Tarantula: The Skin I Live In by Thierry Jonquet

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Tarantula: The Skin I Live In by Thierry Jonquet

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Category: General Fiction
Rating: 5/5
Reviewer: John Lloyd
Reviewed by John Lloyd
Summary: They might not have the immediate re-readability of your favourites, but this bijou nightmare has more than enough punch throughout its pages.
Buy? Yes Borrow? Yes
Pages: 128 Date: July 2011
Publisher: Serpent's Tail
ISBN: 978-1846687945

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In a large French country house, an expert in facial reconstruction surgery keeps a beautiful woman locked up in her bedroom. He placates her with opium, but barks orders through hugely powerful speakers and an intercom. She tantalises him with her sexuality, which he tries to ignore, except for when he seems to abuse it in a sort of S/M way when he does let her into society, as he forces her to prostitute herself. Elsewhere, a young, inept bank robber holes himself up in a sunny house, waiting for the heat to die. And finally, a young man is held chained up in a cellar at the hands of an unknown possessor.

This is one of those small, powerful books where you start knowing nothing and end up knowing perhaps too much. You don't initially know why it's called 'Tarantula', nor why it was once called 'Mygale', nor why it's just been filmed as 'The Skin I Live In'. The first couple of pages even seem to be the actions not of a character as such, but darkness, shadows and tiny slivers of light.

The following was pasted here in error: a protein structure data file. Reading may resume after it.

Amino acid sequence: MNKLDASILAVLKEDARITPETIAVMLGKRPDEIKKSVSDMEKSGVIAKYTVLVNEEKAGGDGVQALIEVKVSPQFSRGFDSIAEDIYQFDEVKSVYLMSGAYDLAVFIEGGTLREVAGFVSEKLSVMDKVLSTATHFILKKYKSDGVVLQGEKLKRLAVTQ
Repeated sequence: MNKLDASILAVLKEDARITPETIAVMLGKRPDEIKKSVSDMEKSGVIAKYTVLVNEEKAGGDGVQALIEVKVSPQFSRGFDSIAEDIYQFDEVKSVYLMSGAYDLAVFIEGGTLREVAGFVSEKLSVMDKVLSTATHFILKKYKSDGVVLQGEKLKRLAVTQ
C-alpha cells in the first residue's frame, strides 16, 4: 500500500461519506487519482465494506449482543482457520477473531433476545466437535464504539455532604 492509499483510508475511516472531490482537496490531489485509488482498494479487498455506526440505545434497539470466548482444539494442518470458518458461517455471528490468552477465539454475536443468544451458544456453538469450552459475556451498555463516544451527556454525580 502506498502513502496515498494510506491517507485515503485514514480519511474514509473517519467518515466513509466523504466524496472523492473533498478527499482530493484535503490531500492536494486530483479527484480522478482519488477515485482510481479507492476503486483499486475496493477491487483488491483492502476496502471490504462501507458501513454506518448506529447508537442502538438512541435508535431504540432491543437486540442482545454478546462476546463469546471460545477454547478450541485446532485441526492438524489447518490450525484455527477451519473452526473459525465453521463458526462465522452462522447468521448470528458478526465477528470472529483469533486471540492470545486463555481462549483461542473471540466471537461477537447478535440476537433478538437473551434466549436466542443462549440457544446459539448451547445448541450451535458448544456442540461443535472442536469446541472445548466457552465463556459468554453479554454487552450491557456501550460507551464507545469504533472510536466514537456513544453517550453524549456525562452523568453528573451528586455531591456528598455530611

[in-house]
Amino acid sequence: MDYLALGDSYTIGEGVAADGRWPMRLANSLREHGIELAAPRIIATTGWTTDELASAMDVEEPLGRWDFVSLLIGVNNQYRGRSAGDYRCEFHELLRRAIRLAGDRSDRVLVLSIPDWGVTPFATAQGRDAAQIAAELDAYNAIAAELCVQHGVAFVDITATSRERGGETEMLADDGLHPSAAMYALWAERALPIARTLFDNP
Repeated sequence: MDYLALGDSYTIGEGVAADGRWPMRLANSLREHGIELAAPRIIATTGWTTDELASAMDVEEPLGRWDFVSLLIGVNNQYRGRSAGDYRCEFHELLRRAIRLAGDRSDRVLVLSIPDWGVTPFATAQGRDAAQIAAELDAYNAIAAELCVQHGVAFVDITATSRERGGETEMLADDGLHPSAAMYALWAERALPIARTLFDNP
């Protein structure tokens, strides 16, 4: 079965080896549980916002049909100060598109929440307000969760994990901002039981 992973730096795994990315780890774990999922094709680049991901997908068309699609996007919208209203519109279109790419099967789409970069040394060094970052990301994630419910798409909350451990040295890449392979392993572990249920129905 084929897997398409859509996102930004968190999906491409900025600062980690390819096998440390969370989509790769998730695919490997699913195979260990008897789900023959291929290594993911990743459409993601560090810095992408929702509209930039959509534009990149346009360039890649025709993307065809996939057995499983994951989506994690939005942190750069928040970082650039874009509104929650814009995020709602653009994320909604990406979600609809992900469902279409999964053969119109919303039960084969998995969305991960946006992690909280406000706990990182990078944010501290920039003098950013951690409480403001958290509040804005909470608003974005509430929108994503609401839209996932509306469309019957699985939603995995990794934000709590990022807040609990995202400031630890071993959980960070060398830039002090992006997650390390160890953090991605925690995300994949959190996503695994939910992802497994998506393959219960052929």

But learn things we do, of a kind and in a way I will be respectfully cagey about. The plot is superlative, and I will say no more. We also learn through the styles used - not just the slightly formal, clipped, modernist approach, but the galling second person, past tense used with the male abductee - 'he did this... you felt...'.

I've since learnt things from elsewhere, in that the film sounds very different. It would have to be, but I can't see room for improvement. The spider's web of imprisonment, changed and changing people and their singular past tragedies is near-perfect here. It doesn't try to be a metaphor for anything, from my reading, just a brilliant, twisted, dark, nightmarish little package of plotting. I'll never recommend it to my mother - and there's one late scene I most certainly would not wish to see done by Almodovar, but I was, like several people here, trapped, if not changed. I still now want to see the cinema version, knowing archly I've read the superior original, and I urge the more strong-stomached of you to do likewise.

I must thank the kind Serpent's Tail people for my review copy.

Another spooky thriller with a medical bent recently enjoyed by us here has been Before I Go To Sleep by S J Watson. While this isn't a straight thriller in style, they will both stick with you.

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